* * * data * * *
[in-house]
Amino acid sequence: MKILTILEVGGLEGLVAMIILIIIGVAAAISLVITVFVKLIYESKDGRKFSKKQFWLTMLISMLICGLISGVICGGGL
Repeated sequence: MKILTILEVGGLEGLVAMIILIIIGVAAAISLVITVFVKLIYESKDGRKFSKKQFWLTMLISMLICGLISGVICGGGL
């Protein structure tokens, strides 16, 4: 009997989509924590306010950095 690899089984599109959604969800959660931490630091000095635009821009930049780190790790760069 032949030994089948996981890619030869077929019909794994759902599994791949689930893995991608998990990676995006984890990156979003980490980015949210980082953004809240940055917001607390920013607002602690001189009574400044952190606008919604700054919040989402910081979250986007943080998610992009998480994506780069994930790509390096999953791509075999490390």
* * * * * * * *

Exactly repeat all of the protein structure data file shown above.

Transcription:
[in-house]
Amino acid sequence: MKILTILEVGGLEGLVAMIILIIIGVAAAISLVITVFVKLIYESKDGRKFSKKQFWLTMLISMLICGLISGVICGGGL
Repeated sequence: MKILTILEVGGLEGLVAMIILIIIGVAAAISLVITVFVKLIYESKDGRKFSKKQFWLTMLISMLICGLISGVICGGGL
């Protein structure tokens, strides 16, 4: 009997989509924590306010950095 690899089984599109959604969800959660931490630091000095635009821009930049780190790790760069 032949030994089948996981890619030869077929019909794994759902599994791949689930893995991608998990990676995006984890990156979003980490980015949210980082953004809240940055917001607390920013607002602690001189009574400044952190606008919604700054919040989402910081979250986007943080998610992009998480994506780069994930790509390096999953791509075999490390």